Right, the figure is now, conservatively, 1.6 billions of pounds from two examples alone. Britain's total overseas aid budget is now around £51 billions of pounds per year, but scheduled to rise. The Guardian calls this 'poor', and the government says that this figure is to rise. I make that roughly £822 for every man woman and child legally in this country, and around £1700 for everyone in work.

What else is my money being spent on?

Well, there's always the European parliament, which as this blog has revealed is populated by barely literate muppets and hacks (I like the orginal muppets). No link, I promised not to refer to the confused sectarian currently purporting to speak in my name. The Eu in general has turned out to be a curious deal for Britain, though in the Thatcher years I well remember, because of matching funds, it was one of the few ways to get the British governing classes to spend money on their own people. Europe in absolute, unadjusted, nominal terms, 'costs' Britain around £5 billions a year once the money that is put back in is taken into account.

Many disagree with this figure however. Anti Europeans estimate the cost to be around, £55 billions per year. This is almost certainly a false figure, because it includes the estimated costs of things that would have to be done anyway, and of estimates of restraints on trade that would be replaced by new ones if Britain left. In 2004, civitas estimated that the EU cost between £17 millions and £40 millions a year. Adjusted for inflation and exchange rates, that figure would now be around £25 billions.

Regardless, Europe spends Britain's nominal contribution on nearly £1 billion a year on translators. The European Parliament (at its own estimation) costs around £1.2 billion, including £3.2 million on its own facebook system, and annually spends around £210 millions of pounds on offices in Brussels. A fractional cut in offices, basing the European Parliament in one place or cutting its members to one per district, would save more than Britain's entire contribution.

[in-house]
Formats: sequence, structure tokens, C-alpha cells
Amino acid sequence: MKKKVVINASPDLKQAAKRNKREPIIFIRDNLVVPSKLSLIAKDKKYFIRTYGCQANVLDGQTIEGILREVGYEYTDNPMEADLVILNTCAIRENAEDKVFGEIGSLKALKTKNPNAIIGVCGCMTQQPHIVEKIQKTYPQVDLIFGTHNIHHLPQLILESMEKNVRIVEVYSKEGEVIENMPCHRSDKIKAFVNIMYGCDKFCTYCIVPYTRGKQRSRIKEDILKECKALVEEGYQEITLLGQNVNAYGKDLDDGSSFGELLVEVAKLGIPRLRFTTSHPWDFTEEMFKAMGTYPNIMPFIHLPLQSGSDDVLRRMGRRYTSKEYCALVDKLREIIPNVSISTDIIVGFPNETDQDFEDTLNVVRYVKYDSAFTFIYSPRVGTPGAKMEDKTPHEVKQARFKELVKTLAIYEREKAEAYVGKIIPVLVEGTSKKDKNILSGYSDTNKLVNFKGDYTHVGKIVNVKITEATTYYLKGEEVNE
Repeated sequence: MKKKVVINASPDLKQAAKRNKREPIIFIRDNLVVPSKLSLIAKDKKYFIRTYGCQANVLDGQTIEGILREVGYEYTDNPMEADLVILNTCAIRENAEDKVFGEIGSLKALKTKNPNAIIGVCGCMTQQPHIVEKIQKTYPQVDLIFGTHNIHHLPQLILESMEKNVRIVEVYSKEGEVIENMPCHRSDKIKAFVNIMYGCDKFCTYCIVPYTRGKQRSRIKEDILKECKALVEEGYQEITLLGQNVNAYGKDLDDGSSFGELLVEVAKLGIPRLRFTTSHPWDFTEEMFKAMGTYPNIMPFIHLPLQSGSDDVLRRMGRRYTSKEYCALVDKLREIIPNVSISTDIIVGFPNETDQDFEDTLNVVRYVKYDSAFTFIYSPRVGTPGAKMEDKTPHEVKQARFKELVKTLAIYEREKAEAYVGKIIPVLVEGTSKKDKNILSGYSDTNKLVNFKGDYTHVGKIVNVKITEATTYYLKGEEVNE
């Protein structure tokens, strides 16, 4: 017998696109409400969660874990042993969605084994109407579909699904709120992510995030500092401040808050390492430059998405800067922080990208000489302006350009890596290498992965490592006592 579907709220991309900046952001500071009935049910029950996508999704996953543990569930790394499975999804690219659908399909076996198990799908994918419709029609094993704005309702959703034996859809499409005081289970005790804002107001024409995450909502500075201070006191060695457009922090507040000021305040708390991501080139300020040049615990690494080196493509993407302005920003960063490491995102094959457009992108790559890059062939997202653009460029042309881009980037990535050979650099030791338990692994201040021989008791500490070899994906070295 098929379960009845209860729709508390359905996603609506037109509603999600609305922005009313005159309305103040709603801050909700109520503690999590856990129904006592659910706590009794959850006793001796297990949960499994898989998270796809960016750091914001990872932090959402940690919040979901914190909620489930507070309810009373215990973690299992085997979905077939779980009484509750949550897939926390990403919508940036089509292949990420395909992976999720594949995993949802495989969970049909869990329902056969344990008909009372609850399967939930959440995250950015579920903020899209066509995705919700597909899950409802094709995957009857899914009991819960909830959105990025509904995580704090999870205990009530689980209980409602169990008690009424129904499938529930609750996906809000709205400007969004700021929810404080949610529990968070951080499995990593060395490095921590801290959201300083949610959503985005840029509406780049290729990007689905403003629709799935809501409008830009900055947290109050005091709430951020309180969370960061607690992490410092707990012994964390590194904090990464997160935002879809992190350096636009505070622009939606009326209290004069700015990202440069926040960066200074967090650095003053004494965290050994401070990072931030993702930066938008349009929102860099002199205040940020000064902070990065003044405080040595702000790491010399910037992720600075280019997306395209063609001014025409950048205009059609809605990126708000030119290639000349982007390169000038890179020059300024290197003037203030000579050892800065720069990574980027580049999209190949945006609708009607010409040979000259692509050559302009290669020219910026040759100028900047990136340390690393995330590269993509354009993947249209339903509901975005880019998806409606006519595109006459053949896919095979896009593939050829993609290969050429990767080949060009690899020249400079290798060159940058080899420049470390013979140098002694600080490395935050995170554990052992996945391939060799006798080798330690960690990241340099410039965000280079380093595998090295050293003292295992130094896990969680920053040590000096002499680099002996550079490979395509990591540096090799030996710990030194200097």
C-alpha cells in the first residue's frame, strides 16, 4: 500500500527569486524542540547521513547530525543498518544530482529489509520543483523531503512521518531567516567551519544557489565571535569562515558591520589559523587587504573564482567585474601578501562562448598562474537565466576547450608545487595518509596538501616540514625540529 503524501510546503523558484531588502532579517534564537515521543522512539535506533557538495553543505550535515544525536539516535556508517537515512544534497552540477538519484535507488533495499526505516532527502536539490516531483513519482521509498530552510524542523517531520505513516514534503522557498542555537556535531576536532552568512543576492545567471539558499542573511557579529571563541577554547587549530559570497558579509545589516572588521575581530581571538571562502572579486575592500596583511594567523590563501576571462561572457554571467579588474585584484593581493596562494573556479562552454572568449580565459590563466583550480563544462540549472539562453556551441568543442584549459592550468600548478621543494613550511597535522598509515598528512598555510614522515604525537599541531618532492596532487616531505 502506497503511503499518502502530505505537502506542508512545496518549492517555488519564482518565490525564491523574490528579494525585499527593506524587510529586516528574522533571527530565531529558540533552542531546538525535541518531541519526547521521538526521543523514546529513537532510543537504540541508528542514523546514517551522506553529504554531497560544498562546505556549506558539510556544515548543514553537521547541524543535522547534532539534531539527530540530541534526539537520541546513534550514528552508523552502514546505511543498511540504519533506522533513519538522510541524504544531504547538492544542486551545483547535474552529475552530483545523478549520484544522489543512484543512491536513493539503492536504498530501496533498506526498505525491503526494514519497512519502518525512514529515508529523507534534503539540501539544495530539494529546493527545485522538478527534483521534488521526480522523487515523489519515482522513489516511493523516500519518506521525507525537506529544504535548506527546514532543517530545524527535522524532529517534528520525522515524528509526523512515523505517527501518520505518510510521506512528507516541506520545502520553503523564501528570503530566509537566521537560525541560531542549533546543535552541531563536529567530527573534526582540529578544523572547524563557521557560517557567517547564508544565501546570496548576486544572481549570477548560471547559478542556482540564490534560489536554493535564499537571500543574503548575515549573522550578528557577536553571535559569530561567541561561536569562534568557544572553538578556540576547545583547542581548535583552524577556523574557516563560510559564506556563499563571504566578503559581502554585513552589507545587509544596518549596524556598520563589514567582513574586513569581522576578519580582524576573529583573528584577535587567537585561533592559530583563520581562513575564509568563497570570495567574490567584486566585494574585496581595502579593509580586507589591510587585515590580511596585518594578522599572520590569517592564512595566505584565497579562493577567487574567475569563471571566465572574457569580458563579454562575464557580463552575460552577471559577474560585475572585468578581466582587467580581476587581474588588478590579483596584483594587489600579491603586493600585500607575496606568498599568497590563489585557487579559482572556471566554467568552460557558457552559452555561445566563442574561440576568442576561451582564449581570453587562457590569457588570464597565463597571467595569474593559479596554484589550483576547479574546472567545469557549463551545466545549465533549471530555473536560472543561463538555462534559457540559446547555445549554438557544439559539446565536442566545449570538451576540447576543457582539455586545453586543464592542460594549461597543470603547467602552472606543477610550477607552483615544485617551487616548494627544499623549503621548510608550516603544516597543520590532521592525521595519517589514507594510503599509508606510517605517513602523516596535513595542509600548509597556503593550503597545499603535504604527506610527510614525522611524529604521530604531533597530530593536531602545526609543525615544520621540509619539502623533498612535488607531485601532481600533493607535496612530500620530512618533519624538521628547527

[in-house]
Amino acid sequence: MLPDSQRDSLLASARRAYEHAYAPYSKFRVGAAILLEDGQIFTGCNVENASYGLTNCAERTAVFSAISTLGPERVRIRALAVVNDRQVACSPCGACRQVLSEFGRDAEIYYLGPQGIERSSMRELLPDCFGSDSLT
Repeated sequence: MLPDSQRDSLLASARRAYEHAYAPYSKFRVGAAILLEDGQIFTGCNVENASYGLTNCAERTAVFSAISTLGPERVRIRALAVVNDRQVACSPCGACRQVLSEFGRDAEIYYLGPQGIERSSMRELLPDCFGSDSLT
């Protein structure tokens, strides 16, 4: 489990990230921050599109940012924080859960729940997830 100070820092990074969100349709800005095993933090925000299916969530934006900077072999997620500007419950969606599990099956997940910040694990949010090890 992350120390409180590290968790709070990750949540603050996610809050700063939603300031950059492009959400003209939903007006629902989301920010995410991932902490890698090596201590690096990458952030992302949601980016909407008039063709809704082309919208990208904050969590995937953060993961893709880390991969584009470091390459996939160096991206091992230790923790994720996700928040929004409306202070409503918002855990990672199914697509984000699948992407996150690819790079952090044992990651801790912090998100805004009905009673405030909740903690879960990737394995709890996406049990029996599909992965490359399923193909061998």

This has been just a short little survey. Yet I've found £56 billions a year on a highly conservative estimate that we spend to very little positive return. If I added in subsidies to the privatised rail industry, the cost of the private finance initiative, and the difference between the percentage rise in spending expressed in money given to the police and social workers and a similar measure of their productivity, how much more do you think I'd find? I think £100 billions easily. £2.8 billions have been lost on the tax credit scheme alone, for instance.

£100 billions. The total budget is £618 billions. Remember that the next time some government muppet tells you that Britain's economic problems are caused by 'abroad'. Lax monetary policy, selling off the gold, over borrowing for which individual voters were responsible, gross waste of public funds, and a failure to tackle debt or to invest in energy combined with the quick fix of the PFI, and irresponsible foreign aid and European payments are very substantially to blame if Britain crumples in the storm now overhead. Don't just blame Gordon Brown either. This is the fault of the whole media and political class, and a large number of the voters as well.

Comments

Merseymike said…
I would tend to agree with you about overseas aid, but the real problem with all of these countries is their gross overpopulation.
Martin Meenagh said…
I can't agree. Life is an end in itself, and if we could have the food and economic systems that could allow for a normal life, people would have fewer children. Women would be able to spend more of their time in careers, and having children would not be both an investment for the future or a hedge against one or two of them dying of disease.

Tis odd--I've been reading a great book on the food industry, which points out that there was actually a population explosion during the 'little ice age' from 1600 to around 1800. This in part contributed to food prices rising, but spurred political and technological change so that populations could rise to today's levels when the earth couldn't previously sustain them.

Choose life and hope, Mike, not some form of rationalised death.

Popular Posts